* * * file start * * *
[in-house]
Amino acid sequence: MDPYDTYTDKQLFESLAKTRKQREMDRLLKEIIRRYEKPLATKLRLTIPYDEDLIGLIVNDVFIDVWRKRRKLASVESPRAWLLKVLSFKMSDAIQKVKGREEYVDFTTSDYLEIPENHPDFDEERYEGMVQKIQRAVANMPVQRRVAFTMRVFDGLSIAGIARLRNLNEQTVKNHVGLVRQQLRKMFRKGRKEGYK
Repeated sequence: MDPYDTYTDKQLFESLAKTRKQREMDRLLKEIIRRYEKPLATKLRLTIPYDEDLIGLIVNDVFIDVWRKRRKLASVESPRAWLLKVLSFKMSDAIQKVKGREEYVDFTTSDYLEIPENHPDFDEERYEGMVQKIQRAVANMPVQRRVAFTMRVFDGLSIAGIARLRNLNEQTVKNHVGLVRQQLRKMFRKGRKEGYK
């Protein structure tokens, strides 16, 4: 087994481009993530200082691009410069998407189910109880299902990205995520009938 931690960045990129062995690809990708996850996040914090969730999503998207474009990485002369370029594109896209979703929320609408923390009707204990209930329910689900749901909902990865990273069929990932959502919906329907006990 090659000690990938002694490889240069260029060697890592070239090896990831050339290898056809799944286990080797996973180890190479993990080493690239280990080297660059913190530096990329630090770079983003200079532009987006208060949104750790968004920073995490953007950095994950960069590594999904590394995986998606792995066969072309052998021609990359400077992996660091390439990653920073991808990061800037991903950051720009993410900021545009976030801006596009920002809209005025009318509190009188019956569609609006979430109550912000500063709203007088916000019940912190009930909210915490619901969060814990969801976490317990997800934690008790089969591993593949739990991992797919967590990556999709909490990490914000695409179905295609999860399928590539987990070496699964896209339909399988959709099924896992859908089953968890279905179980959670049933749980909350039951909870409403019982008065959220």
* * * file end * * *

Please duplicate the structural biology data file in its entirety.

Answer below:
[in-house]
Amino acid sequence: MDPYDTYTDKQLFESLAKTRKQREMDRLLKEIIRRYEKPLATKLRLTIPYDEDLIGLIVNDVFIDVWRKRRKLASVESPRAWLLKVLSFKMSDAIQKVKGREEYVDFTTSDYLEIPENHPDFDEERYEGMVQKIQRAVANMPVQRRVAFTMRVFDGLSIAGIARLRNLNEQTVKNHVGLVRQQLRKMFRKGRKEGYK
Repeated sequence: MDPYDTYTDKQLFESLAKTRKQREMDRLLKEIIRRYEKPLATKLRLTIPYDEDLIGLIVNDVFIDVWRKRRKLASVESPRAWLLKVLSFKMSDAIQKVKGREEYVDFTTSDYLEIPENHPDFDEERYEGMVQKIQRAVANMPVQRRVAFTMRVFDGLSIAGIARLRNLNEQTVKNHVGLVRQQLRKMFRKGRKEGYK
């Protein structure tokens, strides 16, 4: 087994481009993530200082691009410069998407189910109880299902990205995520009938 931690960045990129062995690809990708996850996040914090969730999503998207474009990485002369370029594109896209979703929320609408923390009707204990209930329910689900749901909902990865990273069929990932959502919906329907006990 090659000690990938002694490889240069260029060697890592070239090896990831050339290898056809799944286990080797996973180890190479993990080493690239280990080297660059913190530096990329630090770079983003200079532009987006208060949104750790968004920073995490953007950095994950960069590594999904590394995986998606792995066969072309052998021609990359400077992996660091390439990653920073991808990061800037991903950051720009993410900021545009976030801006596009920002809209005025009318509190009188019956569609609006979430109550912000500063709203007088916000019940912190009930909210915490619901969060814990969801976490317990997800934690008790089969591993593949739990991992797919967590990556999709909490990490914000695409179905295609999860399928590539987990070496699964896209339909399988959709099924896992859908089953968890279905179980959670049933749980909350039951909870409403019982008065959220």